Tuesday, September 27, 2011


Amy sent me the following photos of some of the shells and driftwood she picked up on the beach after Hurricane Irene. As you can see there were quite a few whelks, scotch bonnets, moon snails, and lettered olives. She also found one murex, a fighting conch, and a fig shell. Friends and neighbors found helmets (some "early birds" picked up dozens of them), nutmegs, and other uncommon shells. Of course, Amy also discovered an octopus in one whelk (see our September 12, 2011 post). Click on a photo to see a larger image.

Our latest Ocracoke Newsletter is the story of slavery on Ocracoke. You can read it here: http://www.villagecraftsmen.com/news092111.htm.


  1. Anonymous9:59 AM

    Now that's the kind of stuff a beachcomber likes to see a hurricane suck up and dump along the Eastern Seaboard. what fun projects do Islanders create with such booty?

  2. at the bottom of the pics laying on a large whelk are 2 small spiral shells. I have only 1 but don't know the name. Can you help?

    1. Anonymous2:02 PM

      Those two small spiral shells are augers

  3. Anonymous10:38 AM

    I was having a fine old nerdy time when I was there, just after Irene, because I picked up a copy of _How to Read a North Carolina Beach_. Ever wondered about those black shells? I always thought they were the result of an oil spill.

    "Black shells were not stained on the beach but instead came from the backside of a barrier island, where they were deposited in the oxygen-poor mud of a lagoon or sound. Under these conditions of low oxygen, the iron in the shells turns to iron sulfide, which gives them their black color. At some point after the staining occurs, the barrier island migrated over the old lagoon deposits, and eventually the shells arrived on the beach."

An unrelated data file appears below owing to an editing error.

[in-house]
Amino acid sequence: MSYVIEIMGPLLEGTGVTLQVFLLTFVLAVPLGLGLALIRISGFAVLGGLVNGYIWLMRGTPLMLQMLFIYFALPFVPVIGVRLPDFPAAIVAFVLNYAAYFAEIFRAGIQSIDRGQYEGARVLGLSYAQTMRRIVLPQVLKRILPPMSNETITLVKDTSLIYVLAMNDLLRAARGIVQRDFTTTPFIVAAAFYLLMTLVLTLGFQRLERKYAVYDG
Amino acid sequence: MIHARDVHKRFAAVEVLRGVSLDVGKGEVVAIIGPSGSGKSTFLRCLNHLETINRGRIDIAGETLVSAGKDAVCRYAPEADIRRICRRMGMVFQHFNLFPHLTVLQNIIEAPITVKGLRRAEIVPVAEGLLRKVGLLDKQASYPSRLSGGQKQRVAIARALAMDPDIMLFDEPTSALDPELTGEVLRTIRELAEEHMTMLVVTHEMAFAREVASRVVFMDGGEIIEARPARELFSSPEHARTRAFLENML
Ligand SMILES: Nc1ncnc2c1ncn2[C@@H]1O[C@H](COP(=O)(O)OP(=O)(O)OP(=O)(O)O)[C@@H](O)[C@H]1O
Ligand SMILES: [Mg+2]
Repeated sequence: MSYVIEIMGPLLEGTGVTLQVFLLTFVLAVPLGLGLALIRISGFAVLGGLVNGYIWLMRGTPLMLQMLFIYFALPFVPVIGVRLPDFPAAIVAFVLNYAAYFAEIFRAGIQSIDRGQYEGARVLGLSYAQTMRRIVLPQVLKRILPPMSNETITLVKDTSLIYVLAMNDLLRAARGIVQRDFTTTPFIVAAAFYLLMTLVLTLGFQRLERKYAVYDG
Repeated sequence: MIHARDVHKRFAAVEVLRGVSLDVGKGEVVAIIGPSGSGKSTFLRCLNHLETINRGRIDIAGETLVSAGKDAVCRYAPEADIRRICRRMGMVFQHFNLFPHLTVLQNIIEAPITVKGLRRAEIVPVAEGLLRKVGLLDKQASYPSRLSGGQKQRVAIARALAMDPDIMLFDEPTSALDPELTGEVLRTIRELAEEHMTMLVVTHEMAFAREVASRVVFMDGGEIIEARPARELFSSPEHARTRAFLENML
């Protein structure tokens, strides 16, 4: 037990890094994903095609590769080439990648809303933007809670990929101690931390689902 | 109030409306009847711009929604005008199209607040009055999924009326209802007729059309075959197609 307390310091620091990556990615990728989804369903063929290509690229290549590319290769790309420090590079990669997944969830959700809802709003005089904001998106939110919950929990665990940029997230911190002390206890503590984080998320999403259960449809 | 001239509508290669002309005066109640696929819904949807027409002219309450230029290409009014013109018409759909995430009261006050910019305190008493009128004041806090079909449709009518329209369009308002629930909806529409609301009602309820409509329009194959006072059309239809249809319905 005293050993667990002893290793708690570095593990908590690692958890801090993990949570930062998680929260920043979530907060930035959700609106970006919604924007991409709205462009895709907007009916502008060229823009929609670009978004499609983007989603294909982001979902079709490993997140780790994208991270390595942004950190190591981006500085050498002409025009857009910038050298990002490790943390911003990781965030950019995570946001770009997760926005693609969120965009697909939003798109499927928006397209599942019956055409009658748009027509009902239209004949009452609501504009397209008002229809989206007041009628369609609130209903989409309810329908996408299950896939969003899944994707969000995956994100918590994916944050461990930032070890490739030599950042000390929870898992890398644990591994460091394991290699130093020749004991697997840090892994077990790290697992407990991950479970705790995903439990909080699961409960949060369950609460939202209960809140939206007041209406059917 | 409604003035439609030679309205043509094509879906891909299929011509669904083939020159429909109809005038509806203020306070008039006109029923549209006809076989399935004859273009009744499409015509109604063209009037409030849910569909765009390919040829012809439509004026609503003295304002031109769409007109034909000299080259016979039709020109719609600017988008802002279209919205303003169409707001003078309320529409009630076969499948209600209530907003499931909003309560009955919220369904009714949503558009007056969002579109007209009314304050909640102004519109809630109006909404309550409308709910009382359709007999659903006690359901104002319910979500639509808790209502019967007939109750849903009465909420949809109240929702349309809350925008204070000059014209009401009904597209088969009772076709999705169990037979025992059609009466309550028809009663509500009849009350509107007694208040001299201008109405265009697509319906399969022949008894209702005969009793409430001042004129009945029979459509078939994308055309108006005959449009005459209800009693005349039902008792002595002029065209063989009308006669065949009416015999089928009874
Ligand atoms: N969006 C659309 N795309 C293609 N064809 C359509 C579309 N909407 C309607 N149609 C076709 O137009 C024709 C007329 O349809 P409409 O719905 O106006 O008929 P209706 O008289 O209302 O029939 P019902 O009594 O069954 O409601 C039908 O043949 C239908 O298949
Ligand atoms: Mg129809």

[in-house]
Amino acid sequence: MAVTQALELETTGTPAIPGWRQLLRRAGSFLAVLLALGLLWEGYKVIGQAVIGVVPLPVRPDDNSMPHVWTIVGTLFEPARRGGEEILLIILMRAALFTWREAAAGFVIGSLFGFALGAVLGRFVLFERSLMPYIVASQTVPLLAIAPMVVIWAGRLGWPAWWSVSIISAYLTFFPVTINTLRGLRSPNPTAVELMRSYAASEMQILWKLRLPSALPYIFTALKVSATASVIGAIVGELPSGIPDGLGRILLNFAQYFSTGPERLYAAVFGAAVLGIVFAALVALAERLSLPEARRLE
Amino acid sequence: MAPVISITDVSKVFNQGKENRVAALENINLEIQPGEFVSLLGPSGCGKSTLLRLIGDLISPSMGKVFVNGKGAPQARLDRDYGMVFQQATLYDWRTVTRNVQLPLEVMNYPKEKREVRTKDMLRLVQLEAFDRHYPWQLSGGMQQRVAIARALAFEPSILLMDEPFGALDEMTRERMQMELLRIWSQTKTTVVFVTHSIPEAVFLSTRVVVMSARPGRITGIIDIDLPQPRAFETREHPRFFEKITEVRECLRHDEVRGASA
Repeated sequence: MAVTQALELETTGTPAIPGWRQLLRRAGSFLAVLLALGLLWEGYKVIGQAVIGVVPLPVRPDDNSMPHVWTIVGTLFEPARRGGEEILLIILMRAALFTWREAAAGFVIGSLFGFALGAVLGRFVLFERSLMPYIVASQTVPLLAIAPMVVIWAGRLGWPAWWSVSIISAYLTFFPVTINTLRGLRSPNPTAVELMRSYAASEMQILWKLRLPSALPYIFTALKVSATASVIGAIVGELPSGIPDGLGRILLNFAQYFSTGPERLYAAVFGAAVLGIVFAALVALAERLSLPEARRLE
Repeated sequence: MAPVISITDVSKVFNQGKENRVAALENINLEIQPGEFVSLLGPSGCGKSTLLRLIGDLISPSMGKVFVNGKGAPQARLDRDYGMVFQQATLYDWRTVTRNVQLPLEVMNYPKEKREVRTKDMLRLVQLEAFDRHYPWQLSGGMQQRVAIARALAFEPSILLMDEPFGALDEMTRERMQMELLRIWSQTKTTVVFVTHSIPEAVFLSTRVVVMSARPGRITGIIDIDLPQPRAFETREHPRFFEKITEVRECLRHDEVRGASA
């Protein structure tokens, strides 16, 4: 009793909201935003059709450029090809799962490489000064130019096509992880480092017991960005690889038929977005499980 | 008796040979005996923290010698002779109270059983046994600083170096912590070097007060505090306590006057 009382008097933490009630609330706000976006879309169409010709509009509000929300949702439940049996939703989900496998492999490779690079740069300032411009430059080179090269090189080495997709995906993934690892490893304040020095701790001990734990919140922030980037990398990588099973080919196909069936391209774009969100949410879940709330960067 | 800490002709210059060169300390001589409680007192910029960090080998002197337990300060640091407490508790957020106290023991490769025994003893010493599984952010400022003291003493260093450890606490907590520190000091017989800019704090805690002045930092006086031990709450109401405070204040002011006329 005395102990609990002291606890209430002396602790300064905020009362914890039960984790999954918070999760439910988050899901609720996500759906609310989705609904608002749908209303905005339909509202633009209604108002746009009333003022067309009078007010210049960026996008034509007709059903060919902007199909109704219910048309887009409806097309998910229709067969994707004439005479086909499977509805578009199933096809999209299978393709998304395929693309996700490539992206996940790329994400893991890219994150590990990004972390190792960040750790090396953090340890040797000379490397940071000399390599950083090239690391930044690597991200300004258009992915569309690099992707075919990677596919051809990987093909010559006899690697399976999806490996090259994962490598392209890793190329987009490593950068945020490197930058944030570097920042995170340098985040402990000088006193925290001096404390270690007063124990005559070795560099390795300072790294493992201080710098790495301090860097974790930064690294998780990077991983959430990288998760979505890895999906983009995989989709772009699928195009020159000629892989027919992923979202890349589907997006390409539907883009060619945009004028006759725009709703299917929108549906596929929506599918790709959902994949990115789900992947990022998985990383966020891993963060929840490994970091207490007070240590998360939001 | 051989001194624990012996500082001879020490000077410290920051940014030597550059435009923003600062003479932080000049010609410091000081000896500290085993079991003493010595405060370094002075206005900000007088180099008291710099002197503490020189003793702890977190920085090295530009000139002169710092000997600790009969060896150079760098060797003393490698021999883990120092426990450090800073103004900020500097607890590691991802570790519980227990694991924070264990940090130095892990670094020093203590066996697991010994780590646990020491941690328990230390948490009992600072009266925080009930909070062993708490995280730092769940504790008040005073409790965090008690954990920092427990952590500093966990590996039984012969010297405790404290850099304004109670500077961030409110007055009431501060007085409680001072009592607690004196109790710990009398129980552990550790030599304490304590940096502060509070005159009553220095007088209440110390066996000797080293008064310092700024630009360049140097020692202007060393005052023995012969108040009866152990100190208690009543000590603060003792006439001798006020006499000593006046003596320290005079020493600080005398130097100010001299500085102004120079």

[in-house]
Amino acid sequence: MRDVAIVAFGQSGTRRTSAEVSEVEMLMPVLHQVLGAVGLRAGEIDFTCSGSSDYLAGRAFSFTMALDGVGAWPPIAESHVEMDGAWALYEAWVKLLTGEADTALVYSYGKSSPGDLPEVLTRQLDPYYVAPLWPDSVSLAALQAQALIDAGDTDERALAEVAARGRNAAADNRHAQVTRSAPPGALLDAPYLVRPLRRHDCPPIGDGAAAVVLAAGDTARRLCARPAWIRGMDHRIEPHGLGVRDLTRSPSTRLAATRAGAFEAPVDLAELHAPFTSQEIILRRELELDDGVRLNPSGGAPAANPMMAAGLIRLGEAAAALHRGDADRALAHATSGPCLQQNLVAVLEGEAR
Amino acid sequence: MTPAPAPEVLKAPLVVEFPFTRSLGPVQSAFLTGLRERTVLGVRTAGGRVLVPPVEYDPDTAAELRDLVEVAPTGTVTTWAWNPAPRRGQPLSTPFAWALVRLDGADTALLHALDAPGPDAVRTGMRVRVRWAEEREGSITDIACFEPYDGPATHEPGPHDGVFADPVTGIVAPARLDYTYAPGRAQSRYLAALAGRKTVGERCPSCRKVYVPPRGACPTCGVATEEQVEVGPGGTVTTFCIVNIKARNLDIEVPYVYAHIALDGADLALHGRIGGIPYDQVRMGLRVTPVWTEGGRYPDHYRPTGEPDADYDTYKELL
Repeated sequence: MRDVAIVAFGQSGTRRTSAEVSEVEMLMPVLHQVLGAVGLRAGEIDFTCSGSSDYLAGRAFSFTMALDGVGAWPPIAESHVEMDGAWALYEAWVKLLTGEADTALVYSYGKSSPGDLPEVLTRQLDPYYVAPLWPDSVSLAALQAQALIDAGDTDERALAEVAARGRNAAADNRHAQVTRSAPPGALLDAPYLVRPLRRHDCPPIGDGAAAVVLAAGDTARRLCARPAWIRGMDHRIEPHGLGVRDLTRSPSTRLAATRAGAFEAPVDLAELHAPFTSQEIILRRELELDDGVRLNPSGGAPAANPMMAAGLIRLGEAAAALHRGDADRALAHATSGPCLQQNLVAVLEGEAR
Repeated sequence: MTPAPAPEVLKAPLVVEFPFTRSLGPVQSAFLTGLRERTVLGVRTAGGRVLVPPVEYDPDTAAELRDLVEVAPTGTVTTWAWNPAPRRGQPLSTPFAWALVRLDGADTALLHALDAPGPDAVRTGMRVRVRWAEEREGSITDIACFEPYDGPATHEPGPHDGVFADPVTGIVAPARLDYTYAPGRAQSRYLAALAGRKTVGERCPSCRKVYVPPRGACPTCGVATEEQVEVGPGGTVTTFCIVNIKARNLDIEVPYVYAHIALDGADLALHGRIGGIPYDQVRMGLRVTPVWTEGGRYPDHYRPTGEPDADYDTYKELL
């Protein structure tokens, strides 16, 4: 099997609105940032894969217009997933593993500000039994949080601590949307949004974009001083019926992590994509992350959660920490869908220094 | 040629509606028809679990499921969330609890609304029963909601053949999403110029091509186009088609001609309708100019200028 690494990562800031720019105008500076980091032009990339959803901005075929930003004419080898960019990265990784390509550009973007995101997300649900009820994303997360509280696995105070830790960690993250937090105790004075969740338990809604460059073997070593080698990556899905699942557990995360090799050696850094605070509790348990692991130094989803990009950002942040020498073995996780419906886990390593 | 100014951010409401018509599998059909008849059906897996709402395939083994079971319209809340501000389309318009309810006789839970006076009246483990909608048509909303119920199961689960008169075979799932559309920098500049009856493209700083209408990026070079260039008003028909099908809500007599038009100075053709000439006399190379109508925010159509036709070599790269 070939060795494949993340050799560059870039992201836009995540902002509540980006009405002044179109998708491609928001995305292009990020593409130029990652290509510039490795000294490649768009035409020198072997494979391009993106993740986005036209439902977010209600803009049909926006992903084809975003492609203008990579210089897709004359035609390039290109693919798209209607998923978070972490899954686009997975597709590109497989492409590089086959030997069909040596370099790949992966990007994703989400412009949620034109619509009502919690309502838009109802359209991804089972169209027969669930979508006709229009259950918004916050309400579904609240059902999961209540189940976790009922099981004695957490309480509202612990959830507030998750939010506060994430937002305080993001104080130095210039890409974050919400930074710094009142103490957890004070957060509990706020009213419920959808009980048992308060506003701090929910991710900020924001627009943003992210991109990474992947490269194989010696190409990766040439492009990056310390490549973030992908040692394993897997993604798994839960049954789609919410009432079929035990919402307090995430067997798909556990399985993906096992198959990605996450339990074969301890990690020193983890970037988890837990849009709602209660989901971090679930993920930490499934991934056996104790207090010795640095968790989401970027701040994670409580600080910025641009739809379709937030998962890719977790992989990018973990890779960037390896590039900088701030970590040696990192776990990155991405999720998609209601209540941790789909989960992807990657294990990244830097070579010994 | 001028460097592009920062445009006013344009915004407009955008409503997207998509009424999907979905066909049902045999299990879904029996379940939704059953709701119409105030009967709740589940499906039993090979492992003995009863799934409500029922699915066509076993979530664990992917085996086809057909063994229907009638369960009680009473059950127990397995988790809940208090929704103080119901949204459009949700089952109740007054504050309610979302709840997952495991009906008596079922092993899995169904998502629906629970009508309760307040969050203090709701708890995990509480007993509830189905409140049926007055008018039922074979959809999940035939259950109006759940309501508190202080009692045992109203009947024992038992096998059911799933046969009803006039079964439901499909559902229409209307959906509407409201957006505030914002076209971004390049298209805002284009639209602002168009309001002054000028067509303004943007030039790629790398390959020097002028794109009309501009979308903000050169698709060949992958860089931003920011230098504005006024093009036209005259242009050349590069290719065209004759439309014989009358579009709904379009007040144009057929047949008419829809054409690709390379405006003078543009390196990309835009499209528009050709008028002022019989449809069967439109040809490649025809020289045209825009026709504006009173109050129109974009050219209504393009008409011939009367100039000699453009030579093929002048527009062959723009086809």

We found a respectable pile of conch shells on the flat up by Hatteras Inlet. We even found a battered milk crate in which to put them!


  4. The small shells are auger shells. They can often be found in sand that has been dredged up, as well as on the beach. Some people make earrings and other jewelry from them. Larger shells are often used to line flower beds, or simply displayed on porches, railings, or in baskets.

    The black shells are probably thousands of years old. Pilkey & Dixon (in "The Corps and the Shore") write that "there is no better proof of island migration than the presence of black oyster shells on the beach. Where the beach shells are found, a lagoon once existed and the barrier island was well to seaward. When the island migrated to avoid drowning by the rising sea level, the black shells were overrun and released to the sea floor by erosion and then washed up on the beach by the waves."

  5. Anonymous11:03 AM

    We found a respectable pile of whelk shells, that is. Guess my next book needs to be about shells!


  6. Anonymous5:57 PM

    I am blown away with these pictures and all the shells found along the O.I. beach. I would have been like a child in a candy store had it been me. I can't get enough of these photos....honestly! Thank you for sharing. Incredible!

  7. debbie s.7:24 PM

    what a haul!